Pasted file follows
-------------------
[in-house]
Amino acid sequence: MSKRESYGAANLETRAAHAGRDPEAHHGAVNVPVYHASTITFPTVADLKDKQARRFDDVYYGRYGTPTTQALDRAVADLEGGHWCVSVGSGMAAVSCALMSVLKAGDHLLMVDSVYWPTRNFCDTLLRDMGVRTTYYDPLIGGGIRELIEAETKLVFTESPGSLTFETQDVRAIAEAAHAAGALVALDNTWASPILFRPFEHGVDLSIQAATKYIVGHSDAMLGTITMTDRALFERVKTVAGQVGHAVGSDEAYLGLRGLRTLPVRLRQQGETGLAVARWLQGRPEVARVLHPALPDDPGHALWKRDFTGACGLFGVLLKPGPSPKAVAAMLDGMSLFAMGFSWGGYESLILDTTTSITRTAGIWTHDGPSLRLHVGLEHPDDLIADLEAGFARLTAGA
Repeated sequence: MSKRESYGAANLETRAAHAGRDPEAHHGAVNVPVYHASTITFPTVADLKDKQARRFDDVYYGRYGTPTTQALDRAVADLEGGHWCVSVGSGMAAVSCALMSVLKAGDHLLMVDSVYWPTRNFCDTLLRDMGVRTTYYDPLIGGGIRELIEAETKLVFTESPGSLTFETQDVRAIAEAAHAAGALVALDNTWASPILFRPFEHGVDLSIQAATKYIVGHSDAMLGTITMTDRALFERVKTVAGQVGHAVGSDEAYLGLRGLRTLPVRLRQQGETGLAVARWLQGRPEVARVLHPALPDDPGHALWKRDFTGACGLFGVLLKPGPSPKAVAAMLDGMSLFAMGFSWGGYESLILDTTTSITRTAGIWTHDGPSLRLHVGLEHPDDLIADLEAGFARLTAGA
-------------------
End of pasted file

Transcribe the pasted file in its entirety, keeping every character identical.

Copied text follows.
[in-house]
Amino acid sequence: MSKRESYGAANLETRAAHAGRDPEAHHGAVNVPVYHASTITFPTVADLKDKQARRFDDVYYGRYGTPTTQALDRAVADLEGGHWCVSVGSGMAAVSCALMSVLKAGDHLLMVDSVYWPTRNFCDTLLRDMGVRTTYYDPLIGGGIRELIEAETKLVFTESPGSLTFETQDVRAIAEAAHAAGALVALDNTWASPILFRPFEHGVDLSIQAATKYIVGHSDAMLGTITMTDRALFERVKTVAGQVGHAVGSDEAYLGLRGLRTLPVRLRQQGETGLAVARWLQGRPEVARVLHPALPDDPGHALWKRDFTGACGLFGVLLKPGPSPKAVAAMLDGMSLFAMGFSWGGYESLILDTTTSITRTAGIWTHDGPSLRLHVGLEHPDDLIADLEAGFARLTAGA
Repeated sequence: MSKRESYGAANLETRAAHAGRDPEAHHGAVNVPVYHASTITFPTVADLKDKQARRFDDVYYGRYGTPTTQALDRAVADLEGGHWCVSVGSGMAAVSCALMSVLKAGDHLLMVDSVYWPTRNFCDTLLRDMGVRTTYYDPLIGGGIRELIEAETKLVFTESPGSLTFETQDVRAIAEAAHAAGALVALDNTWASPILFRPFEHGVDLSIQAATKYIVGHSDAMLGTITMTDRALFERVKTVAGQVGHAVGSDEAYLGLRGLRTLPVRLRQQGETGLAVARWLQGRPEVARVLHPALPDDPGHALWKRDFTGACGLFGVLLKPGPSPKAVAAMLDGMSLFAMGFSWGGYESLILDTTTSITRTAGIWTHDGPSLRLHVGLEHPDDLIADLEAGFARLTAGA